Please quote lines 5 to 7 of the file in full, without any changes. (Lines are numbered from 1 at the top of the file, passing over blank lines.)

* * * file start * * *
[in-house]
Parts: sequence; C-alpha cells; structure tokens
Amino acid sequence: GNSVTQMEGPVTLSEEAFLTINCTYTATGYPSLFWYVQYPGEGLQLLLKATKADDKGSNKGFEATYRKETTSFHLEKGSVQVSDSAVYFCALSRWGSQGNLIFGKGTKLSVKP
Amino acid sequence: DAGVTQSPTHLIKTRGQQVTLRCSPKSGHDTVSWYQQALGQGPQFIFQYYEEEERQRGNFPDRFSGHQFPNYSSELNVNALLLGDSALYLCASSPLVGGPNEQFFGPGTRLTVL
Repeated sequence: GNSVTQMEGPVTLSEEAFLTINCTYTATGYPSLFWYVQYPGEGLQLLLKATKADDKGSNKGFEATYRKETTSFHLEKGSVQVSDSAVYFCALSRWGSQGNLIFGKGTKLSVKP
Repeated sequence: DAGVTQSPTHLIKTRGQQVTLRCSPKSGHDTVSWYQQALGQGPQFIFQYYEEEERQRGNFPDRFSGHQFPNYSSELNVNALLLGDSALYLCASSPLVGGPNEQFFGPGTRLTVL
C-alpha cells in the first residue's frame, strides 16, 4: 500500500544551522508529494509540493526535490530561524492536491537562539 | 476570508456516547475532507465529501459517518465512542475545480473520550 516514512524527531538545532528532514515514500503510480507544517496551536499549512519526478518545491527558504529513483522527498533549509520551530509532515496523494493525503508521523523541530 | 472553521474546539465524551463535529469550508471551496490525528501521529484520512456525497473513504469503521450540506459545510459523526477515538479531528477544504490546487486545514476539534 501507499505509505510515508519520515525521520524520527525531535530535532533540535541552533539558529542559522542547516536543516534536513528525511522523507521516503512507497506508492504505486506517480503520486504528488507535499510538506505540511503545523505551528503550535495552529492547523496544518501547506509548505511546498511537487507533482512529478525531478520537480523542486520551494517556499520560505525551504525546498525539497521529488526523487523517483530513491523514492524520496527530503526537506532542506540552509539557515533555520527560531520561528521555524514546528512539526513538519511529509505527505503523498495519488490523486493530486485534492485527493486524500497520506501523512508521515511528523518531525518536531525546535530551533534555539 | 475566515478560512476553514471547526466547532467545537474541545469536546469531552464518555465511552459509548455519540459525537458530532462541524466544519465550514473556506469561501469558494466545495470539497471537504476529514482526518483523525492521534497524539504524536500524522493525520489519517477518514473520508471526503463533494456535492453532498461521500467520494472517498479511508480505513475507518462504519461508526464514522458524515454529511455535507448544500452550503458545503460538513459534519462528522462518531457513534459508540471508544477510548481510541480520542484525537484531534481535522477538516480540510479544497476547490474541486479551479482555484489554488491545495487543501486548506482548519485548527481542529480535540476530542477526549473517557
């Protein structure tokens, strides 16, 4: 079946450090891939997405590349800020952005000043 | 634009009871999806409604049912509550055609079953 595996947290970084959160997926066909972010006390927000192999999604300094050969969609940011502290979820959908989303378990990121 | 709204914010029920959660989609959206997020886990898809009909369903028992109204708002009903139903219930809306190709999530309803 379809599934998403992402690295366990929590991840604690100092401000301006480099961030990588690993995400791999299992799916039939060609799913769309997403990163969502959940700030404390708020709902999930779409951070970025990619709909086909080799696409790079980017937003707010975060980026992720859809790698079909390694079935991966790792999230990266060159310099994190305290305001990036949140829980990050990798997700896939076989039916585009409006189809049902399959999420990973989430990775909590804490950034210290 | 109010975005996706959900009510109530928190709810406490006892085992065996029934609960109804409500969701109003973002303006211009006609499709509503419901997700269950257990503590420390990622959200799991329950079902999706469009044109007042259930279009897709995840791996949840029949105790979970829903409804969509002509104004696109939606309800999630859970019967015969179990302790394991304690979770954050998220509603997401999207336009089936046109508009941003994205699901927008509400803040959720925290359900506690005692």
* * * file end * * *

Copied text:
Repeated sequence: GNSVTQMEGPVTLSEEAFLTINCTYTATGYPSLFWYVQYPGEGLQLLLKATKADDKGSNKGFEATYRKETTSFHLEKGSVQVSDSAVYFCALSRWGSQGNLIFGKGTKLSVKP
Repeated sequence: DAGVTQSPTHLIKTRGQQVTLRCSPKSGHDTVSWYQQALGQGPQFIFQYYEEEERQRGNFPDRFSGHQFPNYSSELNVNALLLGDSALYLCASSPLVGGPNEQFFGPGTRLTVL
C-alpha cells in the first residue's frame, strides 16, 4: 500500500544551522508529494509540493526535490530561524492536491537562539 | 476570508456516547475532507465529501459517518465512542475545480473520550 516514512524527531538545532528532514515514500503510480507544517496551536499549512519526478518545491527558504529513483522527498533549509520551530509532515496523494493525503508521523523541530 | 472553521474546539465524551463535529469550508471551496490525528501521529484520512456525497473513504469503521450540506459545510459523526477515538479531528477544504490546487486545514476539534 501507499505509505510515508519520515525521520524520527525531535530535532533540535541552533539558529542559522542547516536543516534536513528525511522523507521516503512507497506508492504505486506517480503520486504528488507535499510538506505540511503545523505551528503550535495552529492547523496544518501547506509548505511546498511537487507533482512529478525531478520537480523542486520551494517556499520560505525551504525546498525539497521529488526523487523517483530513491523514492524520496527530503526537506532542506540552509539557515533555520527560531520561528521555524514546528512539526513538519511529509505527505503523498495519488490523486493530486485534492485527493486524500497520506501523512508521515511528523518531525518536531525546535530551533534555539 | 475566515478560512476553514471547526466547532467545537474541545469536546469531552464518555465511552459509548455519540459525537458530532462541524466544519465550514473556506469561501469558494466545495470539497471537504476529514482526518483523525492521534497524539504524536500524522493525520489519517477518514473520508471526503463533494456535492453532498461521500467520494472517498479511508480505513475507518462504519461508526464514522458524515454529511455535507448544500452550503458545503460538513459534519462528522462518531457513534459508540471508544477510548481510541480520542484525537484531534481535522477538516480540510479544497476547490474541486479551479482555484489554488491545495487543501486548506482548519485548527481542529480535540476530542477526549473517557